Yuan’s inclusion in IMF currency basket is a relief to China’s economy. China is on its transition path from a more state governed economy to a more market oriented one. The inclusion also marks the entry of the first emerging market in a group of developed ones.
For long, geopolitics seemed to have started playing an important role in deciding the destiny of global financial markets. 2015 has seen contrasting developments, where nearly every market affected the other, irrespective of how much contribution one made to the other’s GDP. The reason could be that globally financial markets remain highly interconnected and if not through investments then through trade, the influence remained inevitable. This article highlights four important economies that could make a difference to global financial markets.
By devaluing its own currency, China has tried to address its issues due to financial distress. Not many have taken this surprise move by China in good spirits. While China might be trying to fix its own domestic growth, it could trigger currency wars amongst nations that are trying to compete with each other in international trade.
China’s leaders now aim to transform China into one of the world’s leading industrial powers by 2045 and for this, a new business model will be designed. By doing this, it aims to reduce and eventually overcome the country’s dependence on cheap manufacturing and instead focus on advanced industrial goods for markets. Not only this, China has for long been building knowledge-based economy, driven purely by innovation and domestic consumption. But its real estate sector still consists of ghost towns and dozens of unleased commercial spaces.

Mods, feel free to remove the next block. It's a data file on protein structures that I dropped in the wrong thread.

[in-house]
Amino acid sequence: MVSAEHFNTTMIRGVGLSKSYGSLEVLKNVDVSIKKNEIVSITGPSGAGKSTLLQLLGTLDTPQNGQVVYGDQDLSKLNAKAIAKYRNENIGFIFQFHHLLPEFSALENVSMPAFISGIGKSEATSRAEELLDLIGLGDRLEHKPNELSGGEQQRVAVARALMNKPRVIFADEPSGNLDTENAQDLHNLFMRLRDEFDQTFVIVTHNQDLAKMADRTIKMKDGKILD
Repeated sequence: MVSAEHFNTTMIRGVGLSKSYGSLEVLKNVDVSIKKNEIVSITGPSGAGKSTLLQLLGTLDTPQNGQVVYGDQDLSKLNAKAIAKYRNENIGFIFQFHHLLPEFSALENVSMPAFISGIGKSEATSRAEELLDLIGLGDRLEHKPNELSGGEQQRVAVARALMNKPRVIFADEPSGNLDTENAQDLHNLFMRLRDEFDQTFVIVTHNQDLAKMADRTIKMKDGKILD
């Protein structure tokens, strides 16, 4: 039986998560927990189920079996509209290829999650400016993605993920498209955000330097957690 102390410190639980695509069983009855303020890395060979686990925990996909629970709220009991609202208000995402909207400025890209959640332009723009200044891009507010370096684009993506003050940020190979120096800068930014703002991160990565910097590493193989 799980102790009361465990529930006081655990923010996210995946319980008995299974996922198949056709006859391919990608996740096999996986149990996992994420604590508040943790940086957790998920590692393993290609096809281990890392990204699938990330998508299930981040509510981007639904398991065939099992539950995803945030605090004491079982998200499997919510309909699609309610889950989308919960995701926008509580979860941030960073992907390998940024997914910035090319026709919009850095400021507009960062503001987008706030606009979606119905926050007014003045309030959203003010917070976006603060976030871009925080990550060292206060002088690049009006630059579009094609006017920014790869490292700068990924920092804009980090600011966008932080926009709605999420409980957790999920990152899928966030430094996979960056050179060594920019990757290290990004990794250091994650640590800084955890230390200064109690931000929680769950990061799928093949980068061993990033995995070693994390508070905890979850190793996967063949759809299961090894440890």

The creation of AIIB, China has opened its closed doors to many countries. In committing to contribute up to 50% of the AIIB capital, it will be taking the lead in assisting the development of other Asian countries. There will be a lot of rising challenges in the development of the bank but this could be a great opportunity for China to prove itself as a global leader.
State-owned banks have long dominated banking in China but China wants to do things differently now. The Chinese government wants improve its financial sector by creating more confidence and responsiveness towards private customers. China has lately seen a lot of changes in its banking system, which could see some big changes in Chinese banking sector in 2015.
As emerging markets enter turmoil, questions regarding BRICS remain unanswered. China was known for being the second largest economy that could drive the asian markets towards infrastructural growth and development. But this year some troubling news from mostly all the emerging markets with Brazil’s debt being reduced to “junk” status. What started, as a pompous affair of five nations coming together in support of one another’s infrastructural needs, now appears to be more of a promotional event.